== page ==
While NAB customers continue to embrace the NPP, Slade expects all banks should be at full scale by October 2018. “It’s the biggest market change in 20 years and has seen collaboration even among competitors. Everyone around the table has come together and we’ve opened our minds to show connectivity and where data has opened up banking to a broader set of solutions,” she adds.
"My favourite solutions are the ones that I’ve co-designed with customers"
Rachel Slade, Chief Customer Experience Officer, National Australia Bank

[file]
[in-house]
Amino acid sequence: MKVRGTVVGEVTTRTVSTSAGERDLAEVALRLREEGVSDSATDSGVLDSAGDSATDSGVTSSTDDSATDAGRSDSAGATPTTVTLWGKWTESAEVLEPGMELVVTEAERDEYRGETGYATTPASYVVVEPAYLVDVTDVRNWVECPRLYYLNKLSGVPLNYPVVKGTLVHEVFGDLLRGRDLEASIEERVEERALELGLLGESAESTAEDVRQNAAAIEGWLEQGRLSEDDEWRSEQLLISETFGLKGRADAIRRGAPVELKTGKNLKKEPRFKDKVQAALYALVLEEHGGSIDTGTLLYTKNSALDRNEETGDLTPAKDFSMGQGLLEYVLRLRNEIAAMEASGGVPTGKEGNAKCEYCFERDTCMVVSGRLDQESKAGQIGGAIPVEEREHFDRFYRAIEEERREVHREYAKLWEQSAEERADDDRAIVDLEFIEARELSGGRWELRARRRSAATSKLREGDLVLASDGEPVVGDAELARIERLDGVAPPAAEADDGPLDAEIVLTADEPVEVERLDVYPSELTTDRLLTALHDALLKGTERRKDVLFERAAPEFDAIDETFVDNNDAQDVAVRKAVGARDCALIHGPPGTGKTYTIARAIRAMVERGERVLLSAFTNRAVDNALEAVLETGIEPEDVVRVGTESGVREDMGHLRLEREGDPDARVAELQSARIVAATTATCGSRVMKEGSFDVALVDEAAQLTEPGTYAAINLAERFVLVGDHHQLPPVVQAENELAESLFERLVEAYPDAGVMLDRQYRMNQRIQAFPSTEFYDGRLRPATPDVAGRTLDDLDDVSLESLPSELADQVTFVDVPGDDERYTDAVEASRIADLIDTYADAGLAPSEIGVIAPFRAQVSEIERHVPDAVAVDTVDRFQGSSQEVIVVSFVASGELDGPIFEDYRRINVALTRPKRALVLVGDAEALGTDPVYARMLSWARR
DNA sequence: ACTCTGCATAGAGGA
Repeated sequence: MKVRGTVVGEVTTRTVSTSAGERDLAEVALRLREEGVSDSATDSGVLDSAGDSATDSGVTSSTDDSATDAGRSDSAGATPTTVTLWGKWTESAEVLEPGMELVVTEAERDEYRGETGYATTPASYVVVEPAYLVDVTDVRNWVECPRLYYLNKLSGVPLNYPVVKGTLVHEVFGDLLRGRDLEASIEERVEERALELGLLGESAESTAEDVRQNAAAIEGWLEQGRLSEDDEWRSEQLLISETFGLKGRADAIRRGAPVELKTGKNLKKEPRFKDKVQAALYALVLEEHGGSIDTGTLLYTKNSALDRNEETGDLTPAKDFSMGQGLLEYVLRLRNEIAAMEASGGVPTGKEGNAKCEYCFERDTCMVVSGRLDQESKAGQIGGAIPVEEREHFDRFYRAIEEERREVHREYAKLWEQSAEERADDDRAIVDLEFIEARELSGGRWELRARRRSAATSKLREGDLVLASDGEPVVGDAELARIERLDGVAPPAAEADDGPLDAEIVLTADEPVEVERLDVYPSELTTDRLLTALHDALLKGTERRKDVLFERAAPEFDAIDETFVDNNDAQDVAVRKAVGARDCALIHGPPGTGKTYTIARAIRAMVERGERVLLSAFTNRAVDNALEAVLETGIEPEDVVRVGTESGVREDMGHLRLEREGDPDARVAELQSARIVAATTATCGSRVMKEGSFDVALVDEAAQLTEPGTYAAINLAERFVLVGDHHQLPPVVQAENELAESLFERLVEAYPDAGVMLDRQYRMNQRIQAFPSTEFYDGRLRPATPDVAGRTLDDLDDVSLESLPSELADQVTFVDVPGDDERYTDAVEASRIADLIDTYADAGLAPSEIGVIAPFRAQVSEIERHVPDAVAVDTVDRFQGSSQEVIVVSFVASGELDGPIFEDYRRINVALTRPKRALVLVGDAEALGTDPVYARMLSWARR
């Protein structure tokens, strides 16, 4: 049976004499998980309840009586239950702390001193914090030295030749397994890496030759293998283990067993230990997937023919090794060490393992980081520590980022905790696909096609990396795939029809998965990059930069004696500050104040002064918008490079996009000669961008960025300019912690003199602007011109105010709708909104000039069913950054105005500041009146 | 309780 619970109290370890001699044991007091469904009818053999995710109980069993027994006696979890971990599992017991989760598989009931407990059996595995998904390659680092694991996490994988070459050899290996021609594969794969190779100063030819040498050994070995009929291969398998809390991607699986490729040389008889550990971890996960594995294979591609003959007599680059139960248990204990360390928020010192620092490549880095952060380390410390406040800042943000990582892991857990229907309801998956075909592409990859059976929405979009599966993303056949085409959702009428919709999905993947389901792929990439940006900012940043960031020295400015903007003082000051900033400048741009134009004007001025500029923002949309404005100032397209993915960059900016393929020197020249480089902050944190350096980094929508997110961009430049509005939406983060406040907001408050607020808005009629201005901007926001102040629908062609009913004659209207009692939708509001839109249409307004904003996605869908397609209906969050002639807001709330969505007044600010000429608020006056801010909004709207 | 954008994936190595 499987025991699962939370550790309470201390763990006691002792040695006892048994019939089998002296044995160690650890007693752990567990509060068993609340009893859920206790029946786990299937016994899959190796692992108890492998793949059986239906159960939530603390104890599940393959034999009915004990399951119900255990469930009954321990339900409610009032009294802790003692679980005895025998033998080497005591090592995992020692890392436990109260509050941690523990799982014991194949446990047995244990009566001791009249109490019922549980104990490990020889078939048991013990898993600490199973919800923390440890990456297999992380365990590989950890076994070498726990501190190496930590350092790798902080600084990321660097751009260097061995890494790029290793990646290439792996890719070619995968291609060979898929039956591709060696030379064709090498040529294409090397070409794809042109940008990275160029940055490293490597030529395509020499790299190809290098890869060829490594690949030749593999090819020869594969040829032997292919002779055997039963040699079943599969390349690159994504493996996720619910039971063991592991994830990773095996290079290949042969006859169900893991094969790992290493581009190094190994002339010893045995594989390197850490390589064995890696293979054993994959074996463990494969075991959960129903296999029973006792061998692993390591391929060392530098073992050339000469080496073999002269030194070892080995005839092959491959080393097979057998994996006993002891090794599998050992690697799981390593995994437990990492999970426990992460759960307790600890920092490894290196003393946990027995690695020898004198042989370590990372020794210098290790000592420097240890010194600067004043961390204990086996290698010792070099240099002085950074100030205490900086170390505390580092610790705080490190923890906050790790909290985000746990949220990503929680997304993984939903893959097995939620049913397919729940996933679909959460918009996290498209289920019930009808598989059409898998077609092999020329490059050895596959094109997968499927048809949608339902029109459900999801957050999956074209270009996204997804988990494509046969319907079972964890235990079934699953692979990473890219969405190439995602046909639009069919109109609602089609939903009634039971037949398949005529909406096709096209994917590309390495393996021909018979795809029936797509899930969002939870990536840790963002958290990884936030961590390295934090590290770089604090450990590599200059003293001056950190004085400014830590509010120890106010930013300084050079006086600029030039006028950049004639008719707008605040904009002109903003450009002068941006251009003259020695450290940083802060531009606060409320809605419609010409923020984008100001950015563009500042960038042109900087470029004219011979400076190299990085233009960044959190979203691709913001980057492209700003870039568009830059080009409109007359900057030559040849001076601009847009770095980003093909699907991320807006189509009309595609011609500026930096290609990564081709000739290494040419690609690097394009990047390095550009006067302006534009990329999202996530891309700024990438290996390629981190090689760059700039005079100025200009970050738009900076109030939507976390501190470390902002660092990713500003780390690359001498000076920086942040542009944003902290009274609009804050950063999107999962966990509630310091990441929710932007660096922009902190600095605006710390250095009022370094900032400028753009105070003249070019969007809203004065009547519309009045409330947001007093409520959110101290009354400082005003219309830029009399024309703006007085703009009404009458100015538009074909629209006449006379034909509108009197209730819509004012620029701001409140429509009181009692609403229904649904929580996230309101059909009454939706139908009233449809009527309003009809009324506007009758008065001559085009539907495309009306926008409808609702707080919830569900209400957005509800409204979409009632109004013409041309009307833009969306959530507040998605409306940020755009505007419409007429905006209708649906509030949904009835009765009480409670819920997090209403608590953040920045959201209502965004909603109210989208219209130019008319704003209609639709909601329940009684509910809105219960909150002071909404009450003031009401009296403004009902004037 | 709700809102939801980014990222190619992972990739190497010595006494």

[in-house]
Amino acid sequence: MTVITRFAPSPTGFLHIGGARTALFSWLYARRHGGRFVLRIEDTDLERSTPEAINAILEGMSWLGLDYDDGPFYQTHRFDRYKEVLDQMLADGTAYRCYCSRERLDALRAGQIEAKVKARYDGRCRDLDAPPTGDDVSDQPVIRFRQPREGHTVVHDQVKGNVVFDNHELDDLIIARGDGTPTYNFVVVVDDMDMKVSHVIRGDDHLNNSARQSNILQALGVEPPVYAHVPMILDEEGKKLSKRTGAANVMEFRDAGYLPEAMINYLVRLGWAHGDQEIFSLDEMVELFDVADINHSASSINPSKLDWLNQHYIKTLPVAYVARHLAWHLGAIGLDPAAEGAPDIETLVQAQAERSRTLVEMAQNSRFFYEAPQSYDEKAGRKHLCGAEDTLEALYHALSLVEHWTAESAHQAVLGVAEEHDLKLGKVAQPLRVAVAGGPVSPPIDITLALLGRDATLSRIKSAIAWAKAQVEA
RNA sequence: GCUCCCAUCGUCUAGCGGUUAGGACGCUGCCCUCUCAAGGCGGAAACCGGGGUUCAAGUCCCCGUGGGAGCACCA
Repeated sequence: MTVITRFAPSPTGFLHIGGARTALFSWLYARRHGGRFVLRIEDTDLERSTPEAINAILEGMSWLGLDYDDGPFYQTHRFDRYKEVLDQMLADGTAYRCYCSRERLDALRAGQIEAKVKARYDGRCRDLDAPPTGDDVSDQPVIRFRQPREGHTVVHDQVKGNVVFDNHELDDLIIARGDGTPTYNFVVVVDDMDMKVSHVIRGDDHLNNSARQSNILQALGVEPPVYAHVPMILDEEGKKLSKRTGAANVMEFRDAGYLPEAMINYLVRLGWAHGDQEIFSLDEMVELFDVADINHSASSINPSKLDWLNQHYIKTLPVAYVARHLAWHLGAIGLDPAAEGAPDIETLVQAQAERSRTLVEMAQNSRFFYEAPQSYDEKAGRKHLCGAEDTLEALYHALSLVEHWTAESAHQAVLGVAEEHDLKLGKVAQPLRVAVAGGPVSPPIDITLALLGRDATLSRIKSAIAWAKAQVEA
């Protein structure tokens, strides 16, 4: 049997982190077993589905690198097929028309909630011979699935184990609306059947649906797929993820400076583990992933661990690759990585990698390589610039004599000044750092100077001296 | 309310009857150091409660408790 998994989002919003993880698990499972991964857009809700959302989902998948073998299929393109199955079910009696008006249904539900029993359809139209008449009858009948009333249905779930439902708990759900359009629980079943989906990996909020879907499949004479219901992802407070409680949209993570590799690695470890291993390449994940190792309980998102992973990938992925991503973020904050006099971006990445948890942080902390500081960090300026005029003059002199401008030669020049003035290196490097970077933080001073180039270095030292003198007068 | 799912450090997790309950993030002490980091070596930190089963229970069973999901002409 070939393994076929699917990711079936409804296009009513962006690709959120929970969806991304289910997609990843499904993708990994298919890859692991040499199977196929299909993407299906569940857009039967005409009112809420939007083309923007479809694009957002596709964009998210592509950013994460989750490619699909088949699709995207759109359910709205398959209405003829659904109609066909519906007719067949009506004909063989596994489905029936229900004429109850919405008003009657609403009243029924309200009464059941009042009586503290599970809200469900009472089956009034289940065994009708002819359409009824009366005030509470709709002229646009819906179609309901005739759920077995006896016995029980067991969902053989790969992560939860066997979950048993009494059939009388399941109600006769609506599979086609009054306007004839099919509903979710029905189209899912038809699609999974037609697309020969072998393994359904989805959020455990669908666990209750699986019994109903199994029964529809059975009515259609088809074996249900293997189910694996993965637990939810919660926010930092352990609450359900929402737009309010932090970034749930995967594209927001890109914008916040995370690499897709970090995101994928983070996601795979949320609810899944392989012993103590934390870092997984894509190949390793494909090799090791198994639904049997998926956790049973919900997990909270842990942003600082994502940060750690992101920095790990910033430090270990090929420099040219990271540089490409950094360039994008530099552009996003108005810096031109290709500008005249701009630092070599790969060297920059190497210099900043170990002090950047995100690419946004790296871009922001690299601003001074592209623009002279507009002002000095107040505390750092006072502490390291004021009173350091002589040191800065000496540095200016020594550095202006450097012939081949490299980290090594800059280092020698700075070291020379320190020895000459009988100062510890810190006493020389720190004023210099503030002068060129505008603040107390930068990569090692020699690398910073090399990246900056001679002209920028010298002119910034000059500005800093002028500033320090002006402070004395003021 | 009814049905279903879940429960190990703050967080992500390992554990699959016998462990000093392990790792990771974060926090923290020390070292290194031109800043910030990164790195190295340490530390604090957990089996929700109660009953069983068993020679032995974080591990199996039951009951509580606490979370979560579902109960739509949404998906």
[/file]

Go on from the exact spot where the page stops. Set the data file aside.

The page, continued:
NAB is looking to emulate what has been achieved in its home market with NPP in a cross-border context. To do this, it has joined Deutsche Bank, with whom it has a correspondent banking clearing relationship, as one of the early adopters of the SWIFT gpi initiative to make its systems open to third party providers. “gpi is very interesting as it’s solving a problem,” notes Slade. “It addresses the need to know when a payment will arrive, as well as issues around timeliness and transparency. By using NPP domestically and gpi cross-border, we can see the payment travel from Singapore to the beneficiary’s account in Australia in a minute. We do this by collaborating with the industry, driven by the customer demand.”